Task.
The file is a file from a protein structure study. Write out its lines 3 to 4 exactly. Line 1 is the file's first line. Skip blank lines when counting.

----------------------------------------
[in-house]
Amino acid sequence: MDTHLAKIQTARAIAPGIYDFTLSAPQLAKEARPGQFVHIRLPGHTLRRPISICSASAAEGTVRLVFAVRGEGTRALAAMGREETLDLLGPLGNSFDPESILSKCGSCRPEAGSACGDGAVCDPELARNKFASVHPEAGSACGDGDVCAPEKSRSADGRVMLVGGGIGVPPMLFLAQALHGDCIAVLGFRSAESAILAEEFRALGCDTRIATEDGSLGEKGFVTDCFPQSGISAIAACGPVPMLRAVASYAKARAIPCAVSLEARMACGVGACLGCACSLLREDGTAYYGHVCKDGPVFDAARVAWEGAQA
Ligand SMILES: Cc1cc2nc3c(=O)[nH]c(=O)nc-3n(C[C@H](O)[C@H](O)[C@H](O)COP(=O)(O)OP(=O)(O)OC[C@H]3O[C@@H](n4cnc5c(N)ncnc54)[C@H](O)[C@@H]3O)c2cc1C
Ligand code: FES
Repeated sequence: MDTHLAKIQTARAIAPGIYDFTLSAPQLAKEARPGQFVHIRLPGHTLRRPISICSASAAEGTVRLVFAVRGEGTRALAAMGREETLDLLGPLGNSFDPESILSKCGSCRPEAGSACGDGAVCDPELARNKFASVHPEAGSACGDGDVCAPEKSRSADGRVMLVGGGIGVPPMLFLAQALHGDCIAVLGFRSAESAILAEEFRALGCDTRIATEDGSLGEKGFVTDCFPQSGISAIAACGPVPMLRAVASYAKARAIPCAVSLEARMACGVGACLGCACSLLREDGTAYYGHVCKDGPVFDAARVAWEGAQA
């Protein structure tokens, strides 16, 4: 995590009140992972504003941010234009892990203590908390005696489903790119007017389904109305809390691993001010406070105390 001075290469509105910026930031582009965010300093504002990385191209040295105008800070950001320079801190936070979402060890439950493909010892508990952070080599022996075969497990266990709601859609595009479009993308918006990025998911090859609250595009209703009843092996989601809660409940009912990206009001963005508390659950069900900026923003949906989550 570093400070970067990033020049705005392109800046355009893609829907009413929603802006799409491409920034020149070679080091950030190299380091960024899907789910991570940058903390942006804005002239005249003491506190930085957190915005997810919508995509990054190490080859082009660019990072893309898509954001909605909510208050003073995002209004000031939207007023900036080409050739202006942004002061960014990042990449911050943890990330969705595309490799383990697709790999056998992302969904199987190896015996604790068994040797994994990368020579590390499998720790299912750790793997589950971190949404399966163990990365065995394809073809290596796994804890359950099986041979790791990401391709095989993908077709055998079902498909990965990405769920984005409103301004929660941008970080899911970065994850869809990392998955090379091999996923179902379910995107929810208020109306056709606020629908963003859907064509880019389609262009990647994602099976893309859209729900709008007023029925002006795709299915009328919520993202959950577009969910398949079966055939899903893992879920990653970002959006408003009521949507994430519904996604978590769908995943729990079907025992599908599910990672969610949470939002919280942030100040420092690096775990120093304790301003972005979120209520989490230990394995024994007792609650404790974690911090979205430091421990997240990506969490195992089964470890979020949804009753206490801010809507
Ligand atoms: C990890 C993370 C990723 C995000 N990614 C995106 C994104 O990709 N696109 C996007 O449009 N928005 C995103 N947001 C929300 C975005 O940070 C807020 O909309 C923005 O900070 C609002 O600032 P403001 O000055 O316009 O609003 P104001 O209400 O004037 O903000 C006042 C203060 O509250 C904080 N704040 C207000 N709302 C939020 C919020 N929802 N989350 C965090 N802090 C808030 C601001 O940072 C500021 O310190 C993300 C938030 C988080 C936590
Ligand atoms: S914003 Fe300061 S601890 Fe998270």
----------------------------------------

Ligand SMILES: Cc1cc2nc3c(=O)[nH]c(=O)nc-3n(C[C@H](O)[C@H](O)[C@H](O)COP(=O)(O)OP(=O)(O)OC[C@H]3O[C@@H](n4cnc5c(N)ncnc54)[C@H](O)[C@@H]3O)c2cc1C
Ligand code: FES